THE HALF DECENT FOOTBALL MAGAZINE

The European champions won't be in Germany after a dismal World Cup campaign but, as Paul Pomonis writes, Otto Rehhagel isn't throwing in the towel just yet

On July 9, 2004, five days after winning the Euro 2004 trophy, coach Otto Rehhagel announced that he had turned down a €5 million (£3.4m) offer from the German FA in favour of leading the Greece to the 2006 World Cup finals. Although this unprecedented vote of confidence to Greek football was greeted with universal enthusiasm (“It is a second victory within a week,” commented Stelios Giannakopoulos) many questioned the wisdom of King Otto’s decision. Having just masterminded one of the biggest upsets in the history of international football, Rehhagel had voluntarily undertaken the task of proving that Greece’s Euro triumph was no fluke. Mission Impossible II, an Athens newspaper called it.

Seventeen months later, it is clear that Rehhagel’s quixotic gamble did not pay off. Greece’s World Cup qualifying campaign was an unhappy affair from start to finish. The first match set the tone for the rest of the series: faced with a spirited Albania team at Tirana’s Qemal Stafa ground, the newly crowned European champions were so badly mauled that the eventual 2‑1 defeat caused the worst race riot Greece had seen in the post-war years. Frantic last-minute diplomacy ensured that the home match against the “age-old enemy”, Turkey, did not cause another Balkan war. However, the final 0-0 score meant, with just two matches played, that in-form Ukraine were already running away with the group. A 1-1 away draw in Kiev, followed by a string of four consecutive wins (including a 2-1 home defeat of Denmark), helped Greece stay in contention. Still, even in victory the chinks in the armour were conspicuous: not only had Rehhagel failed to answer his team’s chronic lack of creative ideas, but his trademark iron-solid defence was showing signs of sloppiness, best exemplified by Antonios Nikopolidis’s recurrent lapses of concentration in goal.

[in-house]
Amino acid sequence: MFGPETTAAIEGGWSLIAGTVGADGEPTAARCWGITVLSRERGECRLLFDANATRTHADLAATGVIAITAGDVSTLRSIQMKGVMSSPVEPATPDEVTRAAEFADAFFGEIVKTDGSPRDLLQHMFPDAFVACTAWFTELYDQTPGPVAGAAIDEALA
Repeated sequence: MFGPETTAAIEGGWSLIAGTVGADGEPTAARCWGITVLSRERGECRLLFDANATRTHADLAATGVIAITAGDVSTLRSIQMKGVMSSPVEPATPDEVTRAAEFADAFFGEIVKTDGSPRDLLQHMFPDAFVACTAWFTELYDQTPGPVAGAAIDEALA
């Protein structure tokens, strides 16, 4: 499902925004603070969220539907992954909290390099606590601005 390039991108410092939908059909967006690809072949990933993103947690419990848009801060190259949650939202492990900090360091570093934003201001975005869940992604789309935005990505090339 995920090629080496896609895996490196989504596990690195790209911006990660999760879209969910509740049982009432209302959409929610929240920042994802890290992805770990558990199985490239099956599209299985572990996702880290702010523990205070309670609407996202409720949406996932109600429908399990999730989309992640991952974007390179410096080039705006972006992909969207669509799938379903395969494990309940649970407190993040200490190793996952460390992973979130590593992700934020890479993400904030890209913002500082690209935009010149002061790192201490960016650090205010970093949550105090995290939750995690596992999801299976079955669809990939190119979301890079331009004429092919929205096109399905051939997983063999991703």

It all came to a crashing end last June. A useful 0‑0 draw in Istanbul was followed by a 1‑0 home defeat to Oleg Blokhin’s Ukraine, who thus relegated Greece to rank outsiders to be runners-up. Still, it was Greece’s woeful performance in the Confederations Cup, a few days later, that delivered the most devastating blow to the players’ morale. The players arrived in Germany as the reigning European champions; ten days later they left having been exposed for what they really were: a workmanlike but ultimately untalented team of limited capabilities. That this took place in front of the German public must have been a particularly bitter pill for Rehhagel to swallow.

Although still in the race for second place, it was obvious that the Confederations Cup disaster had snuffed out any remaining traces of self-confidence from the team. The match in Kazakhstan would have ended in embarrassment but for a goal by Nikos Lyberopoulos, three minutes into stoppage time. Eventually, it was left to Denmark to provide the coup de grâce to a dispirited team that had capitulated long before it landed in Copenhagen. With five wins, three draws and three defeats, Greece finished fourth, surpassing only Kazakhstan, Georgia and Albania. Rehhagel’s dream of a triumphant homecoming at the helm of the reigning European champions had vanished.

Asked, shortly after the end of the Denmark game, about his plans for the future, Rehhagel promised not to rush into decisions. However, less than a month later, King Otto announced that he had agreed to stay on for another two years, in order to lead Greece to the defence of their European title. His decision, he explained, was swayed by the unanimous support shown to him by the FA, the players and the fans (polls carried out after the defeat in Denmark suggested that support for Rehhagel ran as high as 90 per cent). “I owed it to my players,” Rehhagel added, displaying the same stubborn loyalty that, for better or worse, had characterised his stint at the helm of Greece.

So, in his fifth year here, Rehhagel finds himself back at square one. The feel-good factor that was generated by his team’s astonishing success in Portugal dissipated long ago. The small nucleus of players upon whom he so obstinately relied is in dire need of revitalisation, while the Greek FA is once again locked in a bitter power struggle with the Minister of Sports. With hindsight it is easy to be cynical and qualify Rehhagel’s decision to reject the German FA’s offer last summer as a serious miscalculation. Still, it is hard not to admire a man whose obstinate sense of purpose prevented him, even at the age of 67, from playing it safe. “I don’t have to prove anything to anybody but my wife,” snapped Rehhagel when a ZDF reporter asked him about the reasons that led him to renew his contract with the Greek FA. Defiant, arrogant and bold. Even in defeat, there is something regal about King Otto.

From WSC 227 January 2006. What was happening this month

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